I would highly encourage you to do all you can to teach your nephew to program. Because I learned how to program, I got a job working for the Network Administrator of our local Radiologist and Pathologist offices, I design web pages for side money (HTML was a subtopic in my Java class), and my calculator still does my homework for me.
Hope this helps,

Collapse -
Same here
by nelpasa / December 18, 2006 12:21 AM PST
In reply to: Same Here

thanks a lot!

Collapse -
Game Maker
by pbruns / March 9, 2007 5:08 AM PST
In reply to: Same here


I am a 20yo 3rd year computer science student. Programming games is very tedious and takes lots of programming knowledge first


There are a few tools that do the programming for you.

Look into Game Maker (www.gamemaker.nl). It is free to use and you don't require any programming knowledge. All you need to do is look at the tutorials on the company's website and do one or two of them.

The games you can make with this tool are rather good and entertaining

Collapse -
how do i buy this game software and thank u so much
by chiblinx / March 15, 2007 8:51 PM PDT

i read ur surppot to that guy's nephew i realy appreciate that
i also am in love with programming and web design but i want to know how do i get the soft ware and how do i purchase this books .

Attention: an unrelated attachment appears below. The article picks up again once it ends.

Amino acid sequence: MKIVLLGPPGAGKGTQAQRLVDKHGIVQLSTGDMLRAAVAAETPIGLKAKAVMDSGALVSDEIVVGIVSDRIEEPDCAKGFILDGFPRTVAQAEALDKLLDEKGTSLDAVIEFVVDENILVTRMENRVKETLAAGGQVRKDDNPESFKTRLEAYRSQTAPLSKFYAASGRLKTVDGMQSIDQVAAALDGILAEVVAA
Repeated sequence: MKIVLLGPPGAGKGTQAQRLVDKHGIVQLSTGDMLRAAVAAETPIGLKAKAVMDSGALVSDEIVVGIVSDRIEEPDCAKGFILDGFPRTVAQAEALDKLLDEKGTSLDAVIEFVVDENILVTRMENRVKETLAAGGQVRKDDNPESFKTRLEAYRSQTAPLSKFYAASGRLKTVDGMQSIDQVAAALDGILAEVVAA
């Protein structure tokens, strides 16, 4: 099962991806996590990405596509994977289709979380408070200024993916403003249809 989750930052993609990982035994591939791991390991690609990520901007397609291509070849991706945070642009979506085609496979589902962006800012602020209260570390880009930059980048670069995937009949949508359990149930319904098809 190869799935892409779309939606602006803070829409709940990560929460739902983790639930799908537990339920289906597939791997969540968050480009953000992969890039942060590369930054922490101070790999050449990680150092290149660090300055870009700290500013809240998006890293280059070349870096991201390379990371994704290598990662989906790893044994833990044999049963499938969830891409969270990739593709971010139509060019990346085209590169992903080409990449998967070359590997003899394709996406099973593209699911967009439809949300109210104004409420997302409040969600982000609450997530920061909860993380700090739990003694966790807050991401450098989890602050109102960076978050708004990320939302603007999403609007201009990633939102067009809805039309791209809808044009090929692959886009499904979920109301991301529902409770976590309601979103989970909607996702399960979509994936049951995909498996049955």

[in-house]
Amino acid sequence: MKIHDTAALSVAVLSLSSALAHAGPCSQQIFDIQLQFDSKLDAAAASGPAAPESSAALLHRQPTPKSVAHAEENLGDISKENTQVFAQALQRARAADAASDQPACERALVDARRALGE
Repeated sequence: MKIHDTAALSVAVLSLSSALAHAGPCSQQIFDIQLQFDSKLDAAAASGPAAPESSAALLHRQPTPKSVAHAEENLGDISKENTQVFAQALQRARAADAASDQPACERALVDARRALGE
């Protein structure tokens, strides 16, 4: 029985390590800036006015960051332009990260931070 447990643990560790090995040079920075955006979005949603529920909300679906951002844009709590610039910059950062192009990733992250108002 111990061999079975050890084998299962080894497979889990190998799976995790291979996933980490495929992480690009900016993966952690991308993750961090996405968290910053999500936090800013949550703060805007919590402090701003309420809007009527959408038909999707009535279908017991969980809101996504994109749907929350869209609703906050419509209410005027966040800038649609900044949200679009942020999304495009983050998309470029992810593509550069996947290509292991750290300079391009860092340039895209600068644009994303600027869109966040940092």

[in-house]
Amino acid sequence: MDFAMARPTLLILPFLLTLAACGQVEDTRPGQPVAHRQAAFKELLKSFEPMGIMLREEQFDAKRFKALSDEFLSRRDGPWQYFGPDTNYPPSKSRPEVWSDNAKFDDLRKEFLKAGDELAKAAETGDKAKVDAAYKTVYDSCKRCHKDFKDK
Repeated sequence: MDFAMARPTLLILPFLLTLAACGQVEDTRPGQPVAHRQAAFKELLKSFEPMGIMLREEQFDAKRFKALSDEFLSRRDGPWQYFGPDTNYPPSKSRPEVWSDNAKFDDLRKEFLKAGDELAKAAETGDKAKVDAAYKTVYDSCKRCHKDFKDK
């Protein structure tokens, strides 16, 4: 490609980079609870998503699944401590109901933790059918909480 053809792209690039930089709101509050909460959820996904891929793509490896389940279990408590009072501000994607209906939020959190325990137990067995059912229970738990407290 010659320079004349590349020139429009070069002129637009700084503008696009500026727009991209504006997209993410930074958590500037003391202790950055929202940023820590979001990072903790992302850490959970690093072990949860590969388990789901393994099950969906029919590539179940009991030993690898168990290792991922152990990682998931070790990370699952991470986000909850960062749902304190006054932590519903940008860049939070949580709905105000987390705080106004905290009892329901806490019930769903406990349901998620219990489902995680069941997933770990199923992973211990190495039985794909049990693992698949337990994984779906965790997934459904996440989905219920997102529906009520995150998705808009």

how long will it take to reach my country and i dont have a master card so how do i purchase this books.
plz if u have any additional stuff u may want to teach me .
am chinedu from port harcourt.
if u have access to this book u can as well buy for me and tell me how i will refornd u the money since i dont have a master card or any card i can use to buy. thank u very much i like ur tutorial.

Message was edited by: admin to remove personal info

Collapse -
Posting email addresses
by MarkFlax Forum moderator / March 15, 2007 9:00 PM PDT

It's not wise to post email addresses in these, or any, forums. Robots trawl forums such as these for email addresses so they can be spammed.

Also, I feel it is also unwise to post a telephone number. I am sure you do not want or need unsolicited phone calls.

I have asked Lee the CNET Forum Admin to remove these from your post.

I hope you get a useful reply to your question.


Collapse -
Nothing to buy
by mouse8b / March 16, 2007 2:00 AM PDT
Collapse -
by pbruns / March 16, 2007 7:45 AM PDT
In reply to: Nothing to buy

I am not sure what books you are talking about. My post said that Game Maker is a free software that will allow a user to make games without knowledge of programming and this free software can be obtained from www.gamemaker.nl

If you are asking about programming in general: the languages are free to use.

Sorry, but under no circumstances is anyone going to purchase any materials for you and ship them and then expect payment.

Popular Forums
Computer Help 49,613 discussions
Computer Newbies 10,349 discussions
Laptops 19,436 discussions
Security 30,426 discussions
TVs & Home Theaters 20,308 discussions
Windows 10 360 discussions
Phones 15,802 discussions
Windows 7 7,351 discussions
Networking & Wireless 14,641 discussions


Big screens for the big game

Still looking for the best TV deals ahead of Sunday's game? Here are our top three big screen picks.